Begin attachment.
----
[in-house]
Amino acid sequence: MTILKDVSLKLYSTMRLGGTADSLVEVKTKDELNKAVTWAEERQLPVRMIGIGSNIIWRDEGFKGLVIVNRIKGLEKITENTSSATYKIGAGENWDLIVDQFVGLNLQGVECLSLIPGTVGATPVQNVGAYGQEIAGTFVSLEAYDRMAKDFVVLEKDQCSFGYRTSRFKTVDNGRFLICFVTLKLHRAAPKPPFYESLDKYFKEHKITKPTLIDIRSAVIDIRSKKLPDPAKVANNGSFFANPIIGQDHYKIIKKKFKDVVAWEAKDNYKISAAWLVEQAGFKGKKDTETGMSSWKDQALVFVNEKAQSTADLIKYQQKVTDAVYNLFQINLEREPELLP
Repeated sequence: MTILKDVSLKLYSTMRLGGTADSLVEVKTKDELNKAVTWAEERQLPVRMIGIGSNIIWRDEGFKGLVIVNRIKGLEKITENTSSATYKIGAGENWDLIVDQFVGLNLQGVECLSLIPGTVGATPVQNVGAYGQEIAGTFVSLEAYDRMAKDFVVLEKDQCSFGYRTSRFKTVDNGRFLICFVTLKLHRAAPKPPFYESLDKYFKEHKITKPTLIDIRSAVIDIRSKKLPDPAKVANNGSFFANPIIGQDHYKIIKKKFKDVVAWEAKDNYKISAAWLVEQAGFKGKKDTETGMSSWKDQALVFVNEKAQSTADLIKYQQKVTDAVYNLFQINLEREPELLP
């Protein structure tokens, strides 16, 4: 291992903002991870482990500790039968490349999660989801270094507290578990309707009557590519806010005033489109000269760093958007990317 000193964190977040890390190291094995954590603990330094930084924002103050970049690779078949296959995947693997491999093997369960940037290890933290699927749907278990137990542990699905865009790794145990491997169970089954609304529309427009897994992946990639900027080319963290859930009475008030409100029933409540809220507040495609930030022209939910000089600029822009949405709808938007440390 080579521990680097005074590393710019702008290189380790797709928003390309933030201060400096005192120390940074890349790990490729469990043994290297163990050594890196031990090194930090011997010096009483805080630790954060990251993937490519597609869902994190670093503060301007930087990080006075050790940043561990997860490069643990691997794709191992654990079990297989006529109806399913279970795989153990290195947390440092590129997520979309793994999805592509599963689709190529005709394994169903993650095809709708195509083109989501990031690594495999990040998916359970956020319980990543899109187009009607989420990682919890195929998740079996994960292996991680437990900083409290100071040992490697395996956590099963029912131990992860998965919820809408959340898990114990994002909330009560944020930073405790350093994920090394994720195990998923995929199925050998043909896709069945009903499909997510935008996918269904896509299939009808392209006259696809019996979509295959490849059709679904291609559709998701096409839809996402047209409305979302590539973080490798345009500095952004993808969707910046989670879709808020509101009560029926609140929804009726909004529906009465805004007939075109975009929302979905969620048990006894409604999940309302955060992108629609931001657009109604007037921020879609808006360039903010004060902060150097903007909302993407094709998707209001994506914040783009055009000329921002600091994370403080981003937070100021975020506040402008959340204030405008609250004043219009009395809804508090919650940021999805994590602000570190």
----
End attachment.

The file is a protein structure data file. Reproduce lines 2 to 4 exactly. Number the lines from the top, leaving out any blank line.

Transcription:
Amino acid sequence: MTILKDVSLKLYSTMRLGGTADSLVEVKTKDELNKAVTWAEERQLPVRMIGIGSNIIWRDEGFKGLVIVNRIKGLEKITENTSSATYKIGAGENWDLIVDQFVGLNLQGVECLSLIPGTVGATPVQNVGAYGQEIAGTFVSLEAYDRMAKDFVVLEKDQCSFGYRTSRFKTVDNGRFLICFVTLKLHRAAPKPPFYESLDKYFKEHKITKPTLIDIRSAVIDIRSKKLPDPAKVANNGSFFANPIIGQDHYKIIKKKFKDVVAWEAKDNYKISAAWLVEQAGFKGKKDTETGMSSWKDQALVFVNEKAQSTADLIKYQQKVTDAVYNLFQINLEREPELLP
Repeated sequence: MTILKDVSLKLYSTMRLGGTADSLVEVKTKDELNKAVTWAEERQLPVRMIGIGSNIIWRDEGFKGLVIVNRIKGLEKITENTSSATYKIGAGENWDLIVDQFVGLNLQGVECLSLIPGTVGATPVQNVGAYGQEIAGTFVSLEAYDRMAKDFVVLEKDQCSFGYRTSRFKTVDNGRFLICFVTLKLHRAAPKPPFYESLDKYFKEHKITKPTLIDIRSAVIDIRSKKLPDPAKVANNGSFFANPIIGQDHYKIIKKKFKDVVAWEAKDNYKISAAWLVEQAGFKGKKDTETGMSSWKDQALVFVNEKAQSTADLIKYQQKVTDAVYNLFQINLEREPELLP
């Protein structure tokens, strides 16, 4: 291992903002991870482990500790039968490349999660989801270094507290578990309707009557590519806010005033489109000269760093958007990317 000193964190977040890390190291094995954590603990330094930084924002103050970049690779078949296959995947693997491999093997369960940037290890933290699927749907278990137990542990699905865009790794145990491997169970089954609304529309427009897994992946990639900027080319963290859930009475008030409100029933409540809220507040495609930030022209939910000089600029822009949405709808938007440390 080579521990680097005074590393710019702008290189380790797709928003390309933030201060400096005192120390940074890349790990490729469990043994290297163990050594890196031990090194930090011997010096009483805080630790954060990251993937490519597609869902994190670093503060301007930087990080006075050790940043561990997860490069643990691997794709191992654990079990297989006529109806399913279970795989153990290195947390440092590129997520979309793994999805592509599963689709190529005709394994169903993650095809709708195509083109989501990031690594495999990040998916359970956020319980990543899109187009009607989420990682919890195929998740079996994960292996991680437990900083409290100071040992490697395996956590099963029912131990992860998965919820809408959340898990114990994002909330009560944020930073405790350093994920090394994720195990998923995929199925050998043909896709069945009903499909997510935008996918269904896509299939009808392209006259696809019996979509295959490849059709679904291609559709998701096409839809996402047209409305979302590539973080490798345009500095952004993808969707910046989670879709808020509101009560029926609140929804009726909004529906009465805004007939075109975009929302979905969620048990006894409604999940309302955060992108629609931001657009109604007037921020879609808006360039903010004060902060150097903007909302993407094709998707209001994506914040783009055009000329921002600091994370403080981003937070100021975020506040402008959340204030405008609250004043219009009395809804508090919650940021999805994590602000570190």